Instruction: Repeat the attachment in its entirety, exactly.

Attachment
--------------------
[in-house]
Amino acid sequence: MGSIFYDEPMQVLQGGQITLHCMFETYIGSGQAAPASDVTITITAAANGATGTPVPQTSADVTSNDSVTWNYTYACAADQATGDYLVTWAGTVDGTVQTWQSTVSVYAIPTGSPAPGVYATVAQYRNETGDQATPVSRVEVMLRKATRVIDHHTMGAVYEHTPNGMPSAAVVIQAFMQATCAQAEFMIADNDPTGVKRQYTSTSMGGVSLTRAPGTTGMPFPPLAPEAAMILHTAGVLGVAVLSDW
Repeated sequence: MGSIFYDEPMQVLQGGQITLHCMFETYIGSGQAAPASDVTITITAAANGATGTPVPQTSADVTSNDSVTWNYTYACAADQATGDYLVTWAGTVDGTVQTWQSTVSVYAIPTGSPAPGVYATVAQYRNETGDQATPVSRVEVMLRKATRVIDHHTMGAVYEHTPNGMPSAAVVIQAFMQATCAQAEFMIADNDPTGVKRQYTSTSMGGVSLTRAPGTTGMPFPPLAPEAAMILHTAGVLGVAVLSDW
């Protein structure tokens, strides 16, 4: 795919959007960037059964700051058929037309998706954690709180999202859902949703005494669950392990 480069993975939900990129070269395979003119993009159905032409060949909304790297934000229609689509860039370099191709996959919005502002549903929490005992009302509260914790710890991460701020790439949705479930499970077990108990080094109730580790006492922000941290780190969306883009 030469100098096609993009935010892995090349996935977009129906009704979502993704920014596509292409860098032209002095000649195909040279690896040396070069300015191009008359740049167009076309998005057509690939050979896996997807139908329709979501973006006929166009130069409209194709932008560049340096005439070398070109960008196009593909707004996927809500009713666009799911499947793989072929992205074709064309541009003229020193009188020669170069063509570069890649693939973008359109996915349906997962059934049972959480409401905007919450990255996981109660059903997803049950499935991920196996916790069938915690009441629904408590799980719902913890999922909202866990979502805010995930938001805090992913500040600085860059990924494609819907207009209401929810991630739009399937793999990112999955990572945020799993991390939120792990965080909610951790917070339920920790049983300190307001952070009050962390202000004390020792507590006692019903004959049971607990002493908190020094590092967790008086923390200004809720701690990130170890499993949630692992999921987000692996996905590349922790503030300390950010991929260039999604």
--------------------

[in-house]
Amino acid sequence: MGSIFYDEPMQVLQGGQITLHCMFETYIGSGQAAPASDVTITITAAANGATGTPVPQTSADVTSNDSVTWNYTYACAADQATGDYLVTWAGTVDGTVQTWQSTVSVYAIPTGSPAPGVYATVAQYRNETGDQATPVSRVEVMLRKATRVIDHHTMGAVYEHTPNGMPSAAVVIQAFMQATCAQAEFMIADNDPTGVKRQYTSTSMGGVSLTRAPGTTGMPFPPLAPEAAMILHTAGVLGVAVLSDW
Repeated sequence: MGSIFYDEPMQVLQGGQITLHCMFETYIGSGQAAPASDVTITITAAANGATGTPVPQTSADVTSNDSVTWNYTYACAADQATGDYLVTWAGTVDGTVQTWQSTVSVYAIPTGSPAPGVYATVAQYRNETGDQATPVSRVEVMLRKATRVIDHHTMGAVYEHTPNGMPSAAVVIQAFMQATCAQAEFMIADNDPTGVKRQYTSTSMGGVSLTRAPGTTGMPFPPLAPEAAMILHTAGVLGVAVLSDW
């Protein structure tokens, strides 16, 4: 795919959007960037059964700051058929037309998706954690709180999202859902949703005494669950392990 480069993975939900990129070269395979003119993009159905032409060949909304790297934000229609689509860039370099191709996959919005502002549903929490005992009302509260914790710890991460701020790439949705479930499970077990108990080094109730580790006492922000941290780190969306883009 030469100098096609993009935010892995090349996935977009129906009704979502993704920014596509292409860098032209002095000649195909040279690896040396070069300015191009008359740049167009076309998005057509690939050979896996997807139908329709979501973006006929166009130069409209194709932008560049340096005439070398070109960008196009593909707004996927809500009713666009799911499947793989072929992205074709064309541009003229020193009188020669170069063509570069890649693939973008359109996915349906997962059934049972959480409401905007919450990255996981109660059903997803049950499935991920196996916790069938915690009441629904408590799980719902913890999922909202866990979502805010995930938001805090992913500040600085860059990924494609819907207009209401929810991630739009399937793999990112999955990572945020799993991390939120792990965080909610951790917070339920920790049983300190307001952070009050962390202000004390020792507590006692019903004959049971607990002493908190020094590092967790008086923390200004809720701690990130170890499993949630692992999921987000692996996905590349922790503030300390950010991929260039999604």